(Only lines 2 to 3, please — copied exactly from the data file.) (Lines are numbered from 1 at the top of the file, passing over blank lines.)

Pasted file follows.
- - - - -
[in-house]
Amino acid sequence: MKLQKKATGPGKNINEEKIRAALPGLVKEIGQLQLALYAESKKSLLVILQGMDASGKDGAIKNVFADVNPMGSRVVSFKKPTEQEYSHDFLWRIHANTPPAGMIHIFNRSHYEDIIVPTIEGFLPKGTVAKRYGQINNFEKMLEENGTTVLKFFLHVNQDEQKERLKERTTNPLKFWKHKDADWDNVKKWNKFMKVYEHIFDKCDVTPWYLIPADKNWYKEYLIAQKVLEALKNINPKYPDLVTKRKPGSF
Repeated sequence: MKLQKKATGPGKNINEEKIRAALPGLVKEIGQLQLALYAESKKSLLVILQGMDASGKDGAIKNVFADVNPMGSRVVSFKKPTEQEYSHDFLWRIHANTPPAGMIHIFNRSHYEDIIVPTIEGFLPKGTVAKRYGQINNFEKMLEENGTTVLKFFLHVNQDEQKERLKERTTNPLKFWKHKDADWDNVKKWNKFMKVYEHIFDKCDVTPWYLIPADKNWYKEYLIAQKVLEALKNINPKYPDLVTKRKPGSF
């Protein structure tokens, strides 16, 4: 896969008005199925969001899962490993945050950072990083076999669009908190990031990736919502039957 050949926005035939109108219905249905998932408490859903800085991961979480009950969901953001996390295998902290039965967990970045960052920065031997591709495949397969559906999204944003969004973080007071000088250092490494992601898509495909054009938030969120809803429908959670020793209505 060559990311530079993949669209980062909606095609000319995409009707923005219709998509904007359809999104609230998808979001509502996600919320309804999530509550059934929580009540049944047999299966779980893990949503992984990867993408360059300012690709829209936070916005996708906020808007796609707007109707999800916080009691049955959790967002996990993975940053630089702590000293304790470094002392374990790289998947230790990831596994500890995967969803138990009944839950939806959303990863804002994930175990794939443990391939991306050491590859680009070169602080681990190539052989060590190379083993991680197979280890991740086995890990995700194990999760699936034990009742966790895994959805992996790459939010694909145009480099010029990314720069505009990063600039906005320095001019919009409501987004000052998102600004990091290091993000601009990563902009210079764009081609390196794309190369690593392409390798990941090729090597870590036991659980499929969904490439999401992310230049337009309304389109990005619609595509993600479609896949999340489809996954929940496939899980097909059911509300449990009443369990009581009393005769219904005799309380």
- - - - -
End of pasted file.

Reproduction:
Amino acid sequence: MKLQKKATGPGKNINEEKIRAALPGLVKEIGQLQLALYAESKKSLLVILQGMDASGKDGAIKNVFADVNPMGSRVVSFKKPTEQEYSHDFLWRIHANTPPAGMIHIFNRSHYEDIIVPTIEGFLPKGTVAKRYGQINNFEKMLEENGTTVLKFFLHVNQDEQKERLKERTTNPLKFWKHKDADWDNVKKWNKFMKVYEHIFDKCDVTPWYLIPADKNWYKEYLIAQKVLEALKNINPKYPDLVTKRKPGSF
Repeated sequence: MKLQKKATGPGKNINEEKIRAALPGLVKEIGQLQLALYAESKKSLLVILQGMDASGKDGAIKNVFADVNPMGSRVVSFKKPTEQEYSHDFLWRIHANTPPAGMIHIFNRSHYEDIIVPTIEGFLPKGTVAKRYGQINNFEKMLEENGTTVLKFFLHVNQDEQKERLKERTTNPLKFWKHKDADWDNVKKWNKFMKVYEHIFDKCDVTPWYLIPADKNWYKEYLIAQKVLEALKNINPKYPDLVTKRKPGSF